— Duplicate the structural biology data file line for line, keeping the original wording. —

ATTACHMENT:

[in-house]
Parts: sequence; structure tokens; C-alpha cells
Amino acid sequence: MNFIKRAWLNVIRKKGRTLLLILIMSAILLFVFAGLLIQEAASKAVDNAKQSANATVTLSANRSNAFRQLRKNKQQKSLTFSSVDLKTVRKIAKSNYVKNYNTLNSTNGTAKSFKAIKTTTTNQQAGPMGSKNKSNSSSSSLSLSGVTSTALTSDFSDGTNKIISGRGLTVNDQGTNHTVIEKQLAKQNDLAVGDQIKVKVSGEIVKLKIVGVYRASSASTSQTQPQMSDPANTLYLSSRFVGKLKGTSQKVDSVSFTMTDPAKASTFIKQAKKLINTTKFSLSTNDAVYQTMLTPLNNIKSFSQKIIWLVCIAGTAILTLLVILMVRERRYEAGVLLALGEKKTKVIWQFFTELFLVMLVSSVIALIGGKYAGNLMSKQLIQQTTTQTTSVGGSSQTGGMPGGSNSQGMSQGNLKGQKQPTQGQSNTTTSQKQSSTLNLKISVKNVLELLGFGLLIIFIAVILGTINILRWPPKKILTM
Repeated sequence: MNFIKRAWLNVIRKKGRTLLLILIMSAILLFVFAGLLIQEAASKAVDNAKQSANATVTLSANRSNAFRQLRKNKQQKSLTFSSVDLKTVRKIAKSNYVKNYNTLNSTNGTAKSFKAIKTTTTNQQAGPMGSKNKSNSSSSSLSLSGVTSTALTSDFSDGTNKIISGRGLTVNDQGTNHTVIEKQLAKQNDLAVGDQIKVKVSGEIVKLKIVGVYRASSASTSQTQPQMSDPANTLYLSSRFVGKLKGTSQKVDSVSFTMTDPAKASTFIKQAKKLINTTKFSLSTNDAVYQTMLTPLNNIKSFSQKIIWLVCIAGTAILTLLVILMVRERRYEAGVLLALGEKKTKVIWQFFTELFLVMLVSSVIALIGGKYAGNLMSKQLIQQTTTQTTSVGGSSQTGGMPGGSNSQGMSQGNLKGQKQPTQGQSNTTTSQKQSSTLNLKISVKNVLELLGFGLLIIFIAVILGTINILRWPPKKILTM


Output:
[in-house]
Parts: sequence; structure tokens; C-alpha cells
Amino acid sequence: MNFIKRAWLNVIRKKGRTLLLILIMSAILLFVFAGLLIQEAASKAVDNAKQSANATVTLSANRSNAFRQLRKNKQQKSLTFSSVDLKTVRKIAKSNYVKNYNTLNSTNGTAKSFKAIKTTTTNQQAGPMGSKNKSNSSSSSLSLSGVTSTALTSDFSDGTNKIISGRGLTVNDQGTNHTVIEKQLAKQNDLAVGDQIKVKVSGEIVKLKIVGVYRASSASTSQTQPQMSDPANTLYLSSRFVGKLKGTSQKVDSVSFTMTDPAKASTFIKQAKKLINTTKFSLSTNDAVYQTMLTPLNNIKSFSQKIIWLVCIAGTAILTLLVILMVRERRYEAGVLLALGEKKTKVIWQFFTELFLVMLVSSVIALIGGKYAGNLMSKQLIQQTTTQTTSVGGSSQTGGMPGGSNSQGMSQGNLKGQKQPTQGQSNTTTSQKQSSTLNLKISVKNVLELLGFGLLIIFIAVILGTINILRWPPKKILTM
Repeated sequence: MNFIKRAWLNVIRKKGRTLLLILIMSAILLFVFAGLLIQEAASKAVDNAKQSANATVTLSANRSNAFRQLRKNKQQKSLTFSSVDLKTVRKIAKSNYVKNYNTLNSTNGTAKSFKAIKTTTTNQQAGPMGSKNKSNSSSSSLSLSGVTSTALTSDFSDGTNKIISGRGLTVNDQGTNHTVIEKQLAKQNDLAVGDQIKVKVSGEIVKLKIVGVYRASSASTSQTQPQMSDPANTLYLSSRFVGKLKGTSQKVDSVSFTMTDPAKASTFIKQAKKLINTTKFSLSTNDAVYQTMLTPLNNIKSFSQKIIWLVCIAGTAILTLLVILMVRERRYEAGVLLALGEKKTKVIWQFFTELFLVMLVSSVIALIGGKYAGNLMSKQLIQQTTTQTTSVGGSSQTGGMPGGSNSQGMSQGNLKGQKQPTQGQSNTTTSQKQSSTLNLKISVKNVLELLGFGLLIIFIAVILGTINILRWPPKKILTM